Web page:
Meehan organized the rally with the help of E’Layjiah Wooley, founder of Free My People, another social media-centered organization that leads protests in cases regarding police brutality against Black people.
The two connected after Wooley demonstrated this past March against the June 2021 shooting in Norwalk of Frederick Holder, another unarmed Black man. Meehan noticed Wooley’s activism on TikTok, and while needing help to organize down in Orange County, Wooley was able to provide guidance and introduce other knowledgeable activists to Meehan.
The Los Angeles-area activist said she was prompted to get involved after watching the video OCSD released in February 2021 that documented the Reinhold incident.
“I was in disgust,” Wooley said. “I felt terrible, my stomach dropped, and honestly, I didn’t watch the full video until recently.”
It took a month to plan, fundraise, and have meetings in preparation for the rally, as organizers also wanted to select a date suitable for the Reinhold family—including Latoya, their daughter, Savannah Reinhold, and his parents—to join them.
Meehan also noted that the protest came at an opportune time—in the middle of election season when those in the racial justice advocacy space look to vote out incumbent District Attorney Todd Spitzer.
Before marching toward downtown, multiple speakers took turns on a microphone to voice their gratitude to the supporters who turned out, their condolences and support to the Reinhold family, as well as outline their goals to educate and fight for change.
“Thank you so much for supporting and doing the best you can to help us out with this very hard time,” Savannah said.
Jawad Vision, another activist based in Los Angeles, called for significantly changing the U.S. Constitution and the justice system. Vision claimed both institutions were founded on oppression and racism, and that those who were not born with privilege have thus been tossed to the wayside.
He went on to cite LA District Attorney George Gascón’s decision not to file a criminal case in the 2020 officer-involved shooting of Anthony McClain.
“We’re fighting for humanity here today,” Vision said, adding, “But ‘Black Lives Matter’ is the most important thing right now, because we are the target.”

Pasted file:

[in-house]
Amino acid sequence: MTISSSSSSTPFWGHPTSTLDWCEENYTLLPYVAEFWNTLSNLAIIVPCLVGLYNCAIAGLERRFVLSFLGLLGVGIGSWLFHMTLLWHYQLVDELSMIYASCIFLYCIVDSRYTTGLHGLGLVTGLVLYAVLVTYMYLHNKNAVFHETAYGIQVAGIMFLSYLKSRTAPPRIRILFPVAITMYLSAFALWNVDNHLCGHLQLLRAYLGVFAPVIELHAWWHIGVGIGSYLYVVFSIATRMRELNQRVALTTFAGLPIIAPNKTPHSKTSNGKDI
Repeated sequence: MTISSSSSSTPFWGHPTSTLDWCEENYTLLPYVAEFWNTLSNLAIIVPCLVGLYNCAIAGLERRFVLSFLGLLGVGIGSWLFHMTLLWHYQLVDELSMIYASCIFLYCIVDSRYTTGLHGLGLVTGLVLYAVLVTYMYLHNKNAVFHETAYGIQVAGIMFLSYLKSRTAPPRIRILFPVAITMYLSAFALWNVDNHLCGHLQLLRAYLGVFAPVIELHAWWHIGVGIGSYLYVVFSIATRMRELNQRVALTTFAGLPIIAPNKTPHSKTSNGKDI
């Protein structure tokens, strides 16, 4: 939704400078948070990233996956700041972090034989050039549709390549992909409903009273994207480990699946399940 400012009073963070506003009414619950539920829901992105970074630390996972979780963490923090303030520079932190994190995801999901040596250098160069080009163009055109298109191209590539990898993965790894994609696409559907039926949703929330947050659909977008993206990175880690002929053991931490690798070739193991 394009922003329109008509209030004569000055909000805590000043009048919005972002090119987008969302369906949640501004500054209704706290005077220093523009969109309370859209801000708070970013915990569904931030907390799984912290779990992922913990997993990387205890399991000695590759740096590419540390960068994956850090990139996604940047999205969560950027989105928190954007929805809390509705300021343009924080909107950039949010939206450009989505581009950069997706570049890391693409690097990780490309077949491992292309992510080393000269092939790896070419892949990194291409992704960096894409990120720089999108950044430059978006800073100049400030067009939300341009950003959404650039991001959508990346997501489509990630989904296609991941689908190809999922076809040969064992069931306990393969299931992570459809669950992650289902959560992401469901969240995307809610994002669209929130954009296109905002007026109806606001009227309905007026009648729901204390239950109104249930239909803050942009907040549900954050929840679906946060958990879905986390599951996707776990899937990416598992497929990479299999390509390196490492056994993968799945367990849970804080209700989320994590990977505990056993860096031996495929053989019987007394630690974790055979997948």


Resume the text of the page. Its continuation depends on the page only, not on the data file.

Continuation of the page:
He added that each of the allies and demonstrators present was obligated to continue pressing on.
DeAnna Sullivan, the mother of David Sullivan, the 19-year-old man who Buena Park Police shot and killed during a 2019 traffic stop, told her son’s story and shared her grief and loss with the Reinhold family.
She called the pain that suffering families experience as “generational,” and pleaded for change that would allow for law enforcement to be tried in civil court.
After the protest concluded, Latoya said she believed the event went well and that it was mostly peaceful. She added that it was good for the family to be present in support of the cause, as it also allowed people to put a face to the names they had heard about in the media.
“The overall goal was to keep Kurt’s name alive in the news and to kind of tell his story about what happened to him, (and) about the injustices that people of color face in regard to the police and police brutality,” Latoya said.
C. Jayden Smith graduated from Dana Hills High in 2018 before pursuing a Bachelor’s degree in digital and broadcast journalism from the University of North Texas. After graduating in December 2020, he reported for the Salina Journal in Salina, Kansas. Jayden loves college football and bothering his black lab named Shadow.